12. *

  13. Adrien Stoutenburg’s YA science fiction adventure Out There. In the not-too-distant year of 2010, the eccentric Zebrine (“Aunt Zeb”) Vandebrook dwells in a climate‐controlled, domed city surrounded by a barren wasteland. She and her Nature Squad — five children whom she’s taught to love the natural world, despite their sterile surroundings — venture outside, one day, on a mission to search for any surviving flora and fauna. Although they get lost, and must struggle to survive in a hostile environment, the mission is successful; they encounter squirrels, deer, fish, birds, a horse and a dog…. What’s heartbreaking is that the children haven’t ever seen any of these fabulous creatures — which to contemporary readers are mundane, unexciting ones. The story is reminiscent of Glendon Swarthout’s Bless the Beasts & Children (1970), in a way; the children, for example, are insecure, awkward, troubled. And like the misfit protagonists of Swarthout’s novel, they bond as a unit and even thrive in adverse conditions. Although this is a dark story about an all-too-possible future in which the environment as we know it no longer exists, we come away from it with a sense of optimism — Nature is resilient, after all, and so is each new generation. Fun facts: Stoutenburg was an accomplished poet; her 1969 collection, Short History of the Fur Trade, was short-listed for the Pulitzer Prize. In addition to writing YA novels, she wrote several dozen works of fiction and nonfiction for children.
  14. *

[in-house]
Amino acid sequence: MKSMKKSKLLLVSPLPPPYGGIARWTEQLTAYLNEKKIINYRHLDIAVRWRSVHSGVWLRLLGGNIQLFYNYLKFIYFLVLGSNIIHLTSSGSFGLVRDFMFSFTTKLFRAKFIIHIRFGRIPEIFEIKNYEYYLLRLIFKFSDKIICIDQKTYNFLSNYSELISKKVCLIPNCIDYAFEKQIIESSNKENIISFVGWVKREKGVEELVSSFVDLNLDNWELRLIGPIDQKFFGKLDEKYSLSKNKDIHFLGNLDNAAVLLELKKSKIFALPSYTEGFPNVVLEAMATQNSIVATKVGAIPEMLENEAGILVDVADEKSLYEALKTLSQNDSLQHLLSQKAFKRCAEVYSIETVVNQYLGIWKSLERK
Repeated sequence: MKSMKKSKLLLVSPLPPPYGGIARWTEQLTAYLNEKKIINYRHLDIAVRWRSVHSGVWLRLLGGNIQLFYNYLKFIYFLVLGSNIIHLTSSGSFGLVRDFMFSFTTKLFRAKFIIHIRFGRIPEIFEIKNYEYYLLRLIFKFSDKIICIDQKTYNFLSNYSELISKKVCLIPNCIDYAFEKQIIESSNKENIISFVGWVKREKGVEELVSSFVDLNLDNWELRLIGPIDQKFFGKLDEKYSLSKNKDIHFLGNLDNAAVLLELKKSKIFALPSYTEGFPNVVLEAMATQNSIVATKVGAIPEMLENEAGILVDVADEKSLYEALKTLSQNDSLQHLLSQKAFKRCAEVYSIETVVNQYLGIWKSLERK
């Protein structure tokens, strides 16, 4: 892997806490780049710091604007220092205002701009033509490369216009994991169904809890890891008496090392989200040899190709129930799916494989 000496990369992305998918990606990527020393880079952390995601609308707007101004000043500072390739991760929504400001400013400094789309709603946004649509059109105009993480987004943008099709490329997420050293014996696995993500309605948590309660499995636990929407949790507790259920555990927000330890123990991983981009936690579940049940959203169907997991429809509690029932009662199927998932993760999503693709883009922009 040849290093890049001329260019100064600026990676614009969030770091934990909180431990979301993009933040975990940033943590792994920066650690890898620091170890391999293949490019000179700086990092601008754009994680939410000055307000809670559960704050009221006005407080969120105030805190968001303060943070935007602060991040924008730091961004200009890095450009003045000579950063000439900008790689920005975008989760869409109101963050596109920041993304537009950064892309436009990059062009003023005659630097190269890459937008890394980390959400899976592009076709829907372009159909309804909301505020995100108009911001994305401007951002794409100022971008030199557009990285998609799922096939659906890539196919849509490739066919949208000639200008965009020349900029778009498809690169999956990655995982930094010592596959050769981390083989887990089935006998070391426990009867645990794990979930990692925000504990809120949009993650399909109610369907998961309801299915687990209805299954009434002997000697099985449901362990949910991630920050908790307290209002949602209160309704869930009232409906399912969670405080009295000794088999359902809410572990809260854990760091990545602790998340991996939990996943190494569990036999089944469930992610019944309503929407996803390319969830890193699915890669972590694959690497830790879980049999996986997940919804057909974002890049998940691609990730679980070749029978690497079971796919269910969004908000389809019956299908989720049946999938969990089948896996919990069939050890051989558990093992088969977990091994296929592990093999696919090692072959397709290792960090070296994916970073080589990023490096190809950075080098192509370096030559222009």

15. Virginia Hamilton’s YA adventure The Planet of Junior Brown. What a strange, sad, amazing story! Buddy Clark, a New York City orphan known as “Tomorrow Billy,” takes his fellow eighth-grader, Junior Brown, under his wing. The two boys, both African American, find sanctuary in a secret room in the school’s basement, where the janitor is working on a mechanical model of the solar system. Junior is an overprotected 300-pound musical prodigy with mental health issues; it’s all that Buddy, himself a former math prodigy, can do to prevent him from withdrawing into a fantasy world. Although Junior is the novel’s titular subject, Buddy is the more interesting character. Brave and resourceful, he spends much of his time seeing to the wellbeing of other homeless kids, a few of whom we meet. There is, we discover, an underground network of “planets” — refuges — for such children, each of which is overseen by a “Tomorrow Billy” like Buddy. Although this sounds like an Oliver Twist set-up, these older veterans not only coordinate the complex logistics necessary to care for their charges, but they work to keep them from falling into a life of crime. (It’s almost a science fiction story — about utopian planets where the galaxy’s misfits can thrive; at one point the janitor claims that “the human race is yet to come” and that Buddy and Junior are “forerunners.”) The reader may hope that a kind, competent adult will show up to save the day, but this is (mostly) not the case. Junior’s mother is a sickly neurotic, his music teacher suffers from delusions of grandeur, and the school’s over-zealous vice principal is hot on the boys’ trail…. Fun facts: Winner of a 1972 Newbery Honor, the book was adapted in 1997 by Clement Virgo as a movie starring Martin Villafana as Junior, Rainbow Francks as Buddy, and Margot Kidder as the piano teacher. Hamilton, an African American children’s books author, is perhaps best remembered today for M.C. Higgins, the Great (1974).